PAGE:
Friday, April 1, 2016

After the Fire

  
   The largest wildfire known to occur in Kansas in recorded history can be considered over except for some minor mopping up activities. After a week of burning over 600 square miles of land in Oklahoma and Kansas, the monster is quieted. Over 130 different fire units from across the state and some in Oklahoma responded. While 16 residences and probably twice that many other structures were destroyed, no one lost their life! This is amazing considering the intensity and speed of this raging firestorm and the ruggedness of the country. While there will be many months to talk about things to come and the lands and ranchers' recoveries, it would be good to look on a bright side. That is the purpose of this post--looking at some of the positive and the beauty of the landscape in the face of such disaster. 

A scorched, lone cedar tree on top of the iconic Flower Pot Mountain of the Red Hills signifies the intensity of this fire. It took a lot of wind and raging fire to reach that. A few remaining cedars on the downslope were screened from the flames.

  A white-tailed deer refreshes in the Salt Fork of the
Arkansas River near Aetna after
 some exciting times.



With the bark of stands of Soapberry tree
exploding off their trunks from the hot fire,
 they stand nearly naked in the ash as if their

pants were ripped off of them.

An interesting and observable landscape is revealed
with the green cedar blanket removed.



On Easter Sunday, the land was favored with over
three inches of snow. Cattle appreciated the
handouts of hay since there's nothing else
to eat.

Hundreds of hay bales were donated from many places
to help ranchers feed their remaining livestock.


The "Black Forest" was formerly green. But it
was essentially a green wasteland. It is now a
blackened wasteland with hopes of major
cedar skeleton removal efforts and a rebirth
of a healthy prairie. 
                         

This is the same "Black Forest" which was
whitened the next day, Easter Sunday.

A normal Red Hills landscape imparts beauty.
Right now, there is black added to the pallet. Soon,
there will be much more green and an
impressive stand of wildflowers.



A herd of Red Angus munching on wheat in the
middle of burned country supplies a
contrasting picture of color to a blackened landscape.
                                 
Countless loads of hay were brought in from many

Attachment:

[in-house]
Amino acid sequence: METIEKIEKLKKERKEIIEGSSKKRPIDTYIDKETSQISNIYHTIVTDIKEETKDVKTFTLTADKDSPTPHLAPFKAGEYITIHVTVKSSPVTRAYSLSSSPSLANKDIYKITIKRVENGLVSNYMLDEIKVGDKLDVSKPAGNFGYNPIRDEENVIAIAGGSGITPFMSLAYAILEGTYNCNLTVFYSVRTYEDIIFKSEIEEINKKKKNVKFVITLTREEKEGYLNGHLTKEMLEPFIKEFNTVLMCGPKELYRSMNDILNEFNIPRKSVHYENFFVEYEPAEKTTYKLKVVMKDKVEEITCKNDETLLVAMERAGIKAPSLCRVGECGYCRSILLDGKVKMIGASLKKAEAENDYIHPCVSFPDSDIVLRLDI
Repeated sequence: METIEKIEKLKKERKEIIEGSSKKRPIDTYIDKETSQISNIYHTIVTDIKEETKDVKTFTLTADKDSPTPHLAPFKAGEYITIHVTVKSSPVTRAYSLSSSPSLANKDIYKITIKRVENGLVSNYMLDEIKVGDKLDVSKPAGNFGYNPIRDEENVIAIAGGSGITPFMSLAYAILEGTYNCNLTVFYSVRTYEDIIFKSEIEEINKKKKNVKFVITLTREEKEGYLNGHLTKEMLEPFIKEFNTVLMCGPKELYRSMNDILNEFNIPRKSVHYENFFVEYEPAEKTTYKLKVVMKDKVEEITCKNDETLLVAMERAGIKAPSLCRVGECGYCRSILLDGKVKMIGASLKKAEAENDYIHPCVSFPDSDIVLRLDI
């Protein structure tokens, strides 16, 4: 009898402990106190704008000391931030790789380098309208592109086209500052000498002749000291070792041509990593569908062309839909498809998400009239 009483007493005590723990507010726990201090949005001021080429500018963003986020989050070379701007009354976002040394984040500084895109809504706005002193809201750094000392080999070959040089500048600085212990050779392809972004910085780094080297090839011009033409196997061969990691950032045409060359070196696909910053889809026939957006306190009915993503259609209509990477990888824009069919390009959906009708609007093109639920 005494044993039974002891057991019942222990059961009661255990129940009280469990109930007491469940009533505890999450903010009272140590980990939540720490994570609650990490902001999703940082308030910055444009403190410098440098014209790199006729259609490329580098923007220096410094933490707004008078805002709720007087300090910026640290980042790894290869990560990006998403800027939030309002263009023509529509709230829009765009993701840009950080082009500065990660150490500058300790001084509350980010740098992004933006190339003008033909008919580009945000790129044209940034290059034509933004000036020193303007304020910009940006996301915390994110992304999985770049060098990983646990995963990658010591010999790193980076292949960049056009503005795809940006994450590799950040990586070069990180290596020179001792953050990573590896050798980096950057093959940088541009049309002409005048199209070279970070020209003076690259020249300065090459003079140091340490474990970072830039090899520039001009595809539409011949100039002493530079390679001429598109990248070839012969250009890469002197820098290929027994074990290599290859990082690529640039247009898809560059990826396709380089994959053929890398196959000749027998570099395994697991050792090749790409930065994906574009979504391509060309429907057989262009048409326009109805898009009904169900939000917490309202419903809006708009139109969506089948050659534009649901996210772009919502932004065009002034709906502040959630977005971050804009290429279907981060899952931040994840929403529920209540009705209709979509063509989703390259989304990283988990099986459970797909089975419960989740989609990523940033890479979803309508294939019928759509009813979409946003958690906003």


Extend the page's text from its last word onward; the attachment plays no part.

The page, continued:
places to help "neighbor" ranchers and their
remaining cattle herds survive the next couple
of months while natural forage emerges.
In just one week since the fire, the prairie grasses
are evident. In a couple more weeks, this landscape
will be mostly green and a beautiful sight.


A walk through a scorched stand of Soapberry (Chinaberry) trees
imparts an eerie sense of a woody graveyard. This is not a bad thing
as Soapberry Trees have become an invasive issue on the prairie
but not as severe as Eastern Redcedar.

  video

6 comments:

  1. Thanks for the commentary and environmental education, Ken.

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  2. Great post! My husband, Randy Small, sent me looking for your blog. Glad he did! I'll be sharing with others.

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  3. Will the fire prove effective in killing Red Cedars?

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  4. I am very sorry for the loss of structures and fencing throughout the area, but very glad to hear that no lives were lost. Hopefully there were no severe injuries either. Meanwhile, I am excited to see how this fire rejuvenates the prairie. If there is decent rain, the wildflowers should be spectacular this year and it's nice to see the red cedar population set back sharply.

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  5. Thanks for all the comments! Yes, this fire, while devastating to extensive fences and some livestock herds as well as some precious homes, no human lives were lost. This is amazing considering the dangerous wildfire that this was. On the plus side, this wildfire was able to reach into canyons besides the uplands to kill 80-100% of the cedars which is a very good thing. As dead cedar skeletons might be removed and the prairie recovered, there are already signs that small canyon streams are recovering streamflows from the once water thirsty cedars.


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